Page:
NSString *appStoreId = [variant skuForProductId:productId withDefault:@"com.sweetpricing.default.sku"];
  NSLog(@"Product SKU is %@", appStoreId);

Swift Example:

SWPDynamicPricing.sharedDynamicPricing().fetchVariant(16) { (variant, err) in
  if (err != nil) {

  let productId = variant.skuForProductId(87, withDefault: "com.sweetpricing.default.sku")

If there was a problem retrieving the product ID information, you can choose to continue gracefully and use a hard-coded default product ID. (Or, if you prefer, present an error message to the user or log the error.)

Notice that productId is the integer identifier that Sweet Pricing creates.

Please note that you only have to fetch the variant information per in-app store. For example, if you have a group called 'Coins', you can fetch all coin price information in a single request.

4. Track Events

For Sweet Pricing to work, you need to record a number of events within your application. These events are periodically uploaded to Sweet Pricing, and are reflected on the 'Analytics' tab.

4a. Track View of In-App Store

Whenever you display the prices from an in-app store, you should record that event using trackViewStore. You can pass an instance of Variant to this function.

Objective-C Example:

NSArray *products = @[@{
  @"price" : [NSDecimalNumber decimalNumberWithString:@"9.99"],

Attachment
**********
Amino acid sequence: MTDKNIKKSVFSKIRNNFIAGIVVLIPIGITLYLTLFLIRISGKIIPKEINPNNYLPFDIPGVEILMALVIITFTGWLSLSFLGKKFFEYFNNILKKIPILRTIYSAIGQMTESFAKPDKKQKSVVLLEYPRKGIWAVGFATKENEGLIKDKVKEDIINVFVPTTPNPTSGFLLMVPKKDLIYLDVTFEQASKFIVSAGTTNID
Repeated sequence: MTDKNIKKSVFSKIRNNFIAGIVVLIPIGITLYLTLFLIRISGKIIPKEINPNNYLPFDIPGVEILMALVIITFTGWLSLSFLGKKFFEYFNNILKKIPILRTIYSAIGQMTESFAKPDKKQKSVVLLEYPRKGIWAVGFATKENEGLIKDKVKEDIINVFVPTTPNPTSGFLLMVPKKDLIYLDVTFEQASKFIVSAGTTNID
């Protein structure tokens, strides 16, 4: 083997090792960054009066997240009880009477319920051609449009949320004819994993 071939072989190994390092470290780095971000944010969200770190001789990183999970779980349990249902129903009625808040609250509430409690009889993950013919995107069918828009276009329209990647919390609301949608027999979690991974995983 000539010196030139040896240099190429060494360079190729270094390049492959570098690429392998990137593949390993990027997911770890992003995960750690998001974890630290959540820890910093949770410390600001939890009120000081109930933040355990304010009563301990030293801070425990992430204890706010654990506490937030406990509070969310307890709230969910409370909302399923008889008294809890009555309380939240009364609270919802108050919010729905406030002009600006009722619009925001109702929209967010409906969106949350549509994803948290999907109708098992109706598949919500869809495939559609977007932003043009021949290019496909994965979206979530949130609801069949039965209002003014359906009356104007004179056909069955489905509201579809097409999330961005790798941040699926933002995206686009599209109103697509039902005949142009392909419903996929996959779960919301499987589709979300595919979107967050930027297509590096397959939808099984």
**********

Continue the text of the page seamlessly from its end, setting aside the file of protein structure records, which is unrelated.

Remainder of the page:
@"currencyCode" : [[NSLocale localeWithLocaleIdentifier:@"en_US"] objectForKey:NSLocaleCurrencyCode],
  @"productId": apple1MonthId
}, @{
  @"price" : [NSDecimalNumber decimalNumberWithString:@"29.99"],
  @"currencyCode" : [[NSLocale localeWithLocaleIdentifier:@"en_US"] objectForKey:NSLocaleCurrencyCode],
  @"productId": apple1YearId

[[SWPDynamicPricing sharedDynamicPricing] trackViewStore:variant products:products];

Swift Example:

let productInfos = products!.map({ (product) -> Dictionary<String, AnyObject> in
  return [
    "price": product.price,
    "currencyCode": product.priceLocale.objectForKey(NSLocaleCurrencyCode)!,
    "productId": product.productIdentifier

    variant, products: productInfos)

When you call this depends on the flow of your application. If you have one screen which shows all prices, then you can track this event when the user views the screen. For more complex schemes, you might wish to load the variant when the application starts and track a view variant event at this time.

If you are at all uncertain about when you should record this event, please contact support who will be able to look at your app and advise your further.

4b. Track Purchases

If the user makes an in-app purchase, you will need to call trackPurchase to record this event. You must pass the product ID that was purchased.

Objective-C Example:

[[SWPDynamicPricing sharedDynamicPricing] trackPurchase:appStoreId];

Swift Example:


Only track this event when the purchase is complete (rather than, for example, the user clicking 'Buy').

It is generally assumed that the variant the user saw prior to purchasing the product was the one most recently recorded using trackViewVariant

4c. Track Arbitrary Events

You can use the track function to record other events that might be of interest to your analytics or dynamic pricing.

[[SWPDynamicPricing sharedDynamicPricing] track:@"Logged In"];